Wednesday, August 25, 2010

A Firefly Solution to a Dune Problem

I was surfing the internet the other day when I stumbled upon an article at one of my favorite sites: The article was titled "A (BLANK) Solution to a (BLANK) Problem". In short, the article is talking about how niche culture can be used to describe concepts. The quotation that sparked the article as a sign at NASA which read, "Never apply a Star Trek solution to a Babylon 5 problem." The message being that complex problems typically can not be solved with simple fixes. Because of its science fiction bent, I felt that it was worthy of discussion. It also might be an appropriate way to spark analysis of works that we read. For example the protagonist's negotiation with chimp in "The Island" might be considered a cold war solution to a 2001: A Space Odyssey problem. Can anyone else think of another analogy for one of our short stories in this format?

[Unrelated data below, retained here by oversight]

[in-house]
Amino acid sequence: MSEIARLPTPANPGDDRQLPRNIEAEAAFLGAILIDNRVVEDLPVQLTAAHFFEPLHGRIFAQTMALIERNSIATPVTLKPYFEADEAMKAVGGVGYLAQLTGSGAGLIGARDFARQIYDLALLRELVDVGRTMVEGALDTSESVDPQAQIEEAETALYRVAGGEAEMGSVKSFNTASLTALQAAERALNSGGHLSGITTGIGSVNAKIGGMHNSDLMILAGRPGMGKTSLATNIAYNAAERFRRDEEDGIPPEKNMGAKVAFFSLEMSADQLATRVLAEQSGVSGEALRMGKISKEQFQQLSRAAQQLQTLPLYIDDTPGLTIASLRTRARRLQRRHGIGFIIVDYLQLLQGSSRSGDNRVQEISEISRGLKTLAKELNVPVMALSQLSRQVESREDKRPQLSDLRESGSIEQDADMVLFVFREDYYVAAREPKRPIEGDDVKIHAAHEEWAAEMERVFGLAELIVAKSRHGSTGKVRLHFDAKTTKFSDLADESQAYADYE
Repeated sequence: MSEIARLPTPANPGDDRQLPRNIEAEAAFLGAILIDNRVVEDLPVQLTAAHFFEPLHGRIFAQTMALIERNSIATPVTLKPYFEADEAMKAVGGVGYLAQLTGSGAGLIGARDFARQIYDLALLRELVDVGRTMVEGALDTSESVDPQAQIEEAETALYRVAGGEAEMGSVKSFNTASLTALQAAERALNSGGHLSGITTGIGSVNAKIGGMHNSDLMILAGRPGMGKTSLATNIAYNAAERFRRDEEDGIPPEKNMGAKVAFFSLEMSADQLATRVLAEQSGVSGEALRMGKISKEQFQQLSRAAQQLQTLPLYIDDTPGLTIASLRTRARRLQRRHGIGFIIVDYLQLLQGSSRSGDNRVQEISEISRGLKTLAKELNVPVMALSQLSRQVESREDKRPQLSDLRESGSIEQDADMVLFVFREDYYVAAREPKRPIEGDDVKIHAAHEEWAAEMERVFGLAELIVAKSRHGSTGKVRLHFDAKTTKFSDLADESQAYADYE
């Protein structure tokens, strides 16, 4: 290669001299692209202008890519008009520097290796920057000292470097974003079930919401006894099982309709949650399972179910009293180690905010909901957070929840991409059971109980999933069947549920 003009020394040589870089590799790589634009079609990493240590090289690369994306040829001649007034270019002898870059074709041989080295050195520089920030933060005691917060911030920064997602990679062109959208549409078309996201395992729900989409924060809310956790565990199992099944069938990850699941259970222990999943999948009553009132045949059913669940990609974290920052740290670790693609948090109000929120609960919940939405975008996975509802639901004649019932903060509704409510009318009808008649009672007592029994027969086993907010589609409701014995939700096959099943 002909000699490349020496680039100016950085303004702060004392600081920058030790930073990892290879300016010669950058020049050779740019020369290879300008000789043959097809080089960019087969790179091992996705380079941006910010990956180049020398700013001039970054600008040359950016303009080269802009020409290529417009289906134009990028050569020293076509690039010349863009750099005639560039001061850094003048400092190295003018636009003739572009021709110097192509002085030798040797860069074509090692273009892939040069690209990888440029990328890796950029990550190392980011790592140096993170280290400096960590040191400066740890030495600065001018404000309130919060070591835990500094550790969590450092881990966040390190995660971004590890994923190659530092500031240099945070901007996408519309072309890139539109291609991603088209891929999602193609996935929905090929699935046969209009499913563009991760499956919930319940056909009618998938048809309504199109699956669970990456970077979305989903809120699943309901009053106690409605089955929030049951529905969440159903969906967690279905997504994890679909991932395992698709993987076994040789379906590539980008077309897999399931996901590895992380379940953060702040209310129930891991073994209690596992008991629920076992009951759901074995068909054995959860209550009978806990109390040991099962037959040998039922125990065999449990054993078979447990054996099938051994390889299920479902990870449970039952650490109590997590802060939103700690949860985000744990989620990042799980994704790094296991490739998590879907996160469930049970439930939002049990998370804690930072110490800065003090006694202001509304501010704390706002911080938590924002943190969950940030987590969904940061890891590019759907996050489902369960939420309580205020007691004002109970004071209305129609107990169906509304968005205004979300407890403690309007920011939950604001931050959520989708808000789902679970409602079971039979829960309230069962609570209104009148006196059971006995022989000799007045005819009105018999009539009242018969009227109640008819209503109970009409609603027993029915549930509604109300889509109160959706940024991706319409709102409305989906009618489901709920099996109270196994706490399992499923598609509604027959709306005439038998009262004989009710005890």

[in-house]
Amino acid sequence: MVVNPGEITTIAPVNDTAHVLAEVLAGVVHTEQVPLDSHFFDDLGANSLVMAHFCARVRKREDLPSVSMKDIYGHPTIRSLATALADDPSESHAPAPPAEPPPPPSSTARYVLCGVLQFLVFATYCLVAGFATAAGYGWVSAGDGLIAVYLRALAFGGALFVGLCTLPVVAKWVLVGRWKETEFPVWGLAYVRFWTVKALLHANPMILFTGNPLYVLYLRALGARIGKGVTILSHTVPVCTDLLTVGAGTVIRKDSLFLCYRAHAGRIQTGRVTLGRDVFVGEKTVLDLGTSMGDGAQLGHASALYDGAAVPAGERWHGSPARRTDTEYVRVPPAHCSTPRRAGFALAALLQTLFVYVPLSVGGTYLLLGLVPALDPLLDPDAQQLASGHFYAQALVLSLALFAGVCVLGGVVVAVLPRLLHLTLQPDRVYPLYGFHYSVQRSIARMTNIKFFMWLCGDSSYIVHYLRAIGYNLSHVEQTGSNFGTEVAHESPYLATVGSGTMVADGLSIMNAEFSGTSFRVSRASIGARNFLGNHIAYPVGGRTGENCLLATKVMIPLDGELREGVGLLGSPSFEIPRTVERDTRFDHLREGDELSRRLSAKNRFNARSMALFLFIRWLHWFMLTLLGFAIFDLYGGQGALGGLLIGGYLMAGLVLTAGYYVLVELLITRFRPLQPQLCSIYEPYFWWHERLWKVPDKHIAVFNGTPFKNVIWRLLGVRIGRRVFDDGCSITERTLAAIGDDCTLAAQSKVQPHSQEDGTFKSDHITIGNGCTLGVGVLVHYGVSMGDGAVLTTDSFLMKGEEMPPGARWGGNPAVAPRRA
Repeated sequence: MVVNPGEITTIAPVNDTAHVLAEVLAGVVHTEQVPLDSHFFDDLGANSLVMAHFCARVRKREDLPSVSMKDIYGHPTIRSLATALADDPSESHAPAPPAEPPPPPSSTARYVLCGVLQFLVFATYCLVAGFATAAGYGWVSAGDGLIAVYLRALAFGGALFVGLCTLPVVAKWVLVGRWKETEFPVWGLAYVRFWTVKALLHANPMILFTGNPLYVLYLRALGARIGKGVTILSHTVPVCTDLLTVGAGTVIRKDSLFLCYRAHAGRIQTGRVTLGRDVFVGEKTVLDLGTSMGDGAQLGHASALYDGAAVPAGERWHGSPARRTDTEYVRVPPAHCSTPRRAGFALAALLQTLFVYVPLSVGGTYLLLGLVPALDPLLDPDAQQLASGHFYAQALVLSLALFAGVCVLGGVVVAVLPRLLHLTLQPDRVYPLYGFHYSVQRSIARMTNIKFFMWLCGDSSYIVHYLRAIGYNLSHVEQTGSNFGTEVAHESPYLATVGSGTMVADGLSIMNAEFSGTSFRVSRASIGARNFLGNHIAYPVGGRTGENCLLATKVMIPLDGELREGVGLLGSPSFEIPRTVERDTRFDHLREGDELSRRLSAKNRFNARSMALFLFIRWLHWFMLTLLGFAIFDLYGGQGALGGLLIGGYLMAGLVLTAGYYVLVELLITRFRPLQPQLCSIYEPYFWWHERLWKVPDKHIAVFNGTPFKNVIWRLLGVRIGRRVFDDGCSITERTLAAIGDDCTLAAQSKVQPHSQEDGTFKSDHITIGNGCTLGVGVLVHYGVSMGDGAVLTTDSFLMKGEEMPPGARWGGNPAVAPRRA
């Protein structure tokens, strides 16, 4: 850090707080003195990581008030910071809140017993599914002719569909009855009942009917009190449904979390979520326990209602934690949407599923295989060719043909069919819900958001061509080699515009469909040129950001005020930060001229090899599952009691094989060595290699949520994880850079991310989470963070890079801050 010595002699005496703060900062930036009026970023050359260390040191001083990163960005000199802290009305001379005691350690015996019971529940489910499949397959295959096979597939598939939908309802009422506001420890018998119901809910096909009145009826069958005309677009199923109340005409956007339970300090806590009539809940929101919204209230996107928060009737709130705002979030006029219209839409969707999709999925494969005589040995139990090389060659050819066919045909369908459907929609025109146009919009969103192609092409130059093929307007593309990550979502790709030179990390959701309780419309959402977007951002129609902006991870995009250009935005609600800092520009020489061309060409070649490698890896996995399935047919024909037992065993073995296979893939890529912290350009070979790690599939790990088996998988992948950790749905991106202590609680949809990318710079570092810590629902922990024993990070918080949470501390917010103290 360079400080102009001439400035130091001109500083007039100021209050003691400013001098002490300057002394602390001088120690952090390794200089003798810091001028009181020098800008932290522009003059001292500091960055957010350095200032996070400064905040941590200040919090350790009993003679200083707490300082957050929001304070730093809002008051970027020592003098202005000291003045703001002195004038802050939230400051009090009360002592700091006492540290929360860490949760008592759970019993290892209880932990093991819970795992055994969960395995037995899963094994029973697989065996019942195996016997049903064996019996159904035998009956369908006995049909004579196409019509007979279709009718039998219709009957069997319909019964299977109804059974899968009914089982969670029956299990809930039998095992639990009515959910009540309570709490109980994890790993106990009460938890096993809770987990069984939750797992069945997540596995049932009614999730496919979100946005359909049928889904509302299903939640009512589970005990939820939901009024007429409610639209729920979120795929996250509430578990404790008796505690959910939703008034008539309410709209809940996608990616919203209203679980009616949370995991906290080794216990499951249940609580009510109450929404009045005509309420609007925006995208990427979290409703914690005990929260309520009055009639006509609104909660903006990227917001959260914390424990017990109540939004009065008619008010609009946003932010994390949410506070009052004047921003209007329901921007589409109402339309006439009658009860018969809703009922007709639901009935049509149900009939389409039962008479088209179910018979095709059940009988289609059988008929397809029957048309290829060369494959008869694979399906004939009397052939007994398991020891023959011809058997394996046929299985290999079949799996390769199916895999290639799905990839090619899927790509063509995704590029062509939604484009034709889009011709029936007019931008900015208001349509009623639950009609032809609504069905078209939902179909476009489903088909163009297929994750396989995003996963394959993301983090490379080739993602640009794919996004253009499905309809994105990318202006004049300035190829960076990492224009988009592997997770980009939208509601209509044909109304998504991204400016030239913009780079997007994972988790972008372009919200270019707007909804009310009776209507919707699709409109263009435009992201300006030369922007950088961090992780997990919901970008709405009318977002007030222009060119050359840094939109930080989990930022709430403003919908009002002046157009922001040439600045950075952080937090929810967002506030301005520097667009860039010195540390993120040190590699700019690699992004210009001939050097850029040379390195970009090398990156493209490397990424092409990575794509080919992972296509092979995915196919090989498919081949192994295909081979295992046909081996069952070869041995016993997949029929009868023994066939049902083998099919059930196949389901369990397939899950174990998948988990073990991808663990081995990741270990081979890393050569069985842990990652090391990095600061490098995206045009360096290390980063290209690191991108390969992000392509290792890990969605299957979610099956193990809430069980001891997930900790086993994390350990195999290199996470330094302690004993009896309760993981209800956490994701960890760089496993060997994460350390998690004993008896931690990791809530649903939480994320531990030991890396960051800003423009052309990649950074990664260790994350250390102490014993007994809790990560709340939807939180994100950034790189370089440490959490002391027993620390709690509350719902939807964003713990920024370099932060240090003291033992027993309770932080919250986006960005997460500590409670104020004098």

AmeliaLinne said...

Well, the government's solution to vampires in "The Coldest Girl in Cold Town" seems like a leprosy solution to a Laurell K. Hamilton problem (I think she was the first to have public vampires).

Mark Penner said...

I like that one! I guess "Spar" would be an H.P. Lovecraft solution to a Robinson Crusoe problem.

AmeliaLinne said...

Oh, you're brave using "Spar" but it's definitly true. Island 1 of The Island" uses a Serenity solution (when Mal uses the Reevers to slowdown the Alliance) to a Hitchhiker's Guide problem. (I'm rather proud of myself, using two scifi examples and all.)